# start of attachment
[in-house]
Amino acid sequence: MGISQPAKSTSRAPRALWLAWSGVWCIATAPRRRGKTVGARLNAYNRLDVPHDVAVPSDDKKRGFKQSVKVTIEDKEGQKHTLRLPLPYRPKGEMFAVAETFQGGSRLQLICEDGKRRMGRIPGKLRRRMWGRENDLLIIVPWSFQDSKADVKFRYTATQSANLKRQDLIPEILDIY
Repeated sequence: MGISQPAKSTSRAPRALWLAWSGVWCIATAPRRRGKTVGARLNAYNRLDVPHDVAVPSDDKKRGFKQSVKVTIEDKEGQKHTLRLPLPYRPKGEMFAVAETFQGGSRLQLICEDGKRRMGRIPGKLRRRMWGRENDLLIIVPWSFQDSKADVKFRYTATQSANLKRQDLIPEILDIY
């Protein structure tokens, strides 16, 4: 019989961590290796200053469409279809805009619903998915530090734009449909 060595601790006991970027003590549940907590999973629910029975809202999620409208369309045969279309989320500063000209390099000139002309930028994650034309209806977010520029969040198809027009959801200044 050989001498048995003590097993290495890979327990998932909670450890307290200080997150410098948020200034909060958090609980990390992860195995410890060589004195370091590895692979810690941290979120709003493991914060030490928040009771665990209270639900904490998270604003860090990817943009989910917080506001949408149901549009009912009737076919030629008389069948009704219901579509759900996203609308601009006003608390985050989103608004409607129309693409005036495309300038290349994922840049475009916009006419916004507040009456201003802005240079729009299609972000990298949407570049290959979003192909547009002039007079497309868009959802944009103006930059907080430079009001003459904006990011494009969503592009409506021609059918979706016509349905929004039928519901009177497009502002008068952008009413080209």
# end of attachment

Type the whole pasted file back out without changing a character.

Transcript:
[in-house]
Amino acid sequence: MGISQPAKSTSRAPRALWLAWSGVWCIATAPRRRGKTVGARLNAYNRLDVPHDVAVPSDDKKRGFKQSVKVTIEDKEGQKHTLRLPLPYRPKGEMFAVAETFQGGSRLQLICEDGKRRMGRIPGKLRRRMWGRENDLLIIVPWSFQDSKADVKFRYTATQSANLKRQDLIPEILDIY
Repeated sequence: MGISQPAKSTSRAPRALWLAWSGVWCIATAPRRRGKTVGARLNAYNRLDVPHDVAVPSDDKKRGFKQSVKVTIEDKEGQKHTLRLPLPYRPKGEMFAVAETFQGGSRLQLICEDGKRRMGRIPGKLRRRMWGRENDLLIIVPWSFQDSKADVKFRYTATQSANLKRQDLIPEILDIY
């Protein structure tokens, strides 16, 4: 019989961590290796200053469409279809805009619903998915530090734009449909 060595601790006991970027003590549940907590999973629910029975809202999620409208369309045969279309989320500063000209390099000139002309930028994650034309209806977010520029969040198809027009959801200044 050989001498048995003590097993290495890979327990998932909670450890307290200080997150410098948020200034909060958090609980990390992860195995410890060589004195370091590895692979810690941290979120709003493991914060030490928040009771665990209270639900904490998270604003860090990817943009989910917080506001949408149901549009009912009737076919030629008389069948009704219901579509759900996203609308601009006003608390985050989103608004409607129309693409005036495309300038290349994922840049475009916009006419916004507040009456201003802005240079729009299609972000990298949407570049290959979003192909547009002039007079497309868009959802944009103006930059907080430079009001003459904006990011494009969503592009409506021609059918979706016509349905929004039928519901009177497009502002008068952008009413080209």